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U.S. Envoy Pressures Opposition in Nicaragua

Zoellick sees a 'creeping coup' by Sandinistas and rightists. His visit brings cries of interference.

October 06, 2005|From Times Wire Services

MANAGUA, Nicaragua — Deputy Secretary of State Robert B. Zoellick met a onetime Sandinista loyalist Wednesday as part of an effort to thwart what Zoellick called a "creeping coup" by leftist Sandinista leader Daniel Ortega and right-wing former President Arnoldo Aleman.

On a two-day visit to Managua, the State Department's No. 2 official piled pressure on Sandinista and rightist opposition leaders whom Washington accuses of undermining President Enrique Bolanos, a U.S. ally.

That included Wednesday's discussion with former Managua Mayor Herty Lewites, who is critical of his former leftist allies.

The renewed U.S. interest in Nicaragua, where Washington supported Contra rebels against Ortega's left-wing government in the 1980s, angered the opposition.

"As Nicaraguans, as Central Americans and sons of Latin America, we protest to the world about the U.S. government's unwarranted interference in the internal affairs of our country," Aleman's Constitutional Liberal Party said in a statement.

Zoellick this week described an informal alliance between the Sandinistas and Aleman as a "corrupt pact."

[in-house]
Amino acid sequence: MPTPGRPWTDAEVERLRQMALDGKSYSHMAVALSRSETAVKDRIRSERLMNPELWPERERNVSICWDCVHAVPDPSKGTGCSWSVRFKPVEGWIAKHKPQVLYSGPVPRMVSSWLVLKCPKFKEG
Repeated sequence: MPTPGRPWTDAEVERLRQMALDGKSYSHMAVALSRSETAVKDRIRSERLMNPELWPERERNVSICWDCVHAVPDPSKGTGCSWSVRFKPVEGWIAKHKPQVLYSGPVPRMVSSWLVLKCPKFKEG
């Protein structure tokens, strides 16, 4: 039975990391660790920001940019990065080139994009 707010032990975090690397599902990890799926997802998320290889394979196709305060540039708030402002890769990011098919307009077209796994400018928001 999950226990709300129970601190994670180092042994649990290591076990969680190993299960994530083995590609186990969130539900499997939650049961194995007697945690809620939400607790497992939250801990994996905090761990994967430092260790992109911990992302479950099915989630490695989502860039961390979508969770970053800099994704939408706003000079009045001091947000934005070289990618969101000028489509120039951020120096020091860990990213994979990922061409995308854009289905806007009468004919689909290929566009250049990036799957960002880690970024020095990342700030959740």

Aleman was sentenced to 20 years in prison in 2003 for a conviction on fraud and money-laundering charges after leaving office in early 2002.

Prosecutors said he diverted tens of millions of dollars to his own accounts.

Aleman was recently freed from house arrest on condition that he stay in the capital.

Ortega is a favorite to win next year's elections, a prospect that concerns U.S. officials.

Lewites wants to take on Ortega at the polls, but he might struggle to receive the support from the right that he would need to present a significant challenge.

Ortega and Aleman's unlikely alliance already controls the judicial and legislative branches of government.

Bolanos is facing the threat of impeachment for alleged campaign finance violations.

Saying Nicaragua is threatened by a "creeping coup" and corruption, Zoellick announced Tuesday that the United States had revoked visas held by Nicaragua's attorney general and Aleman's two adult children and might withhold millions of dollars in aid.

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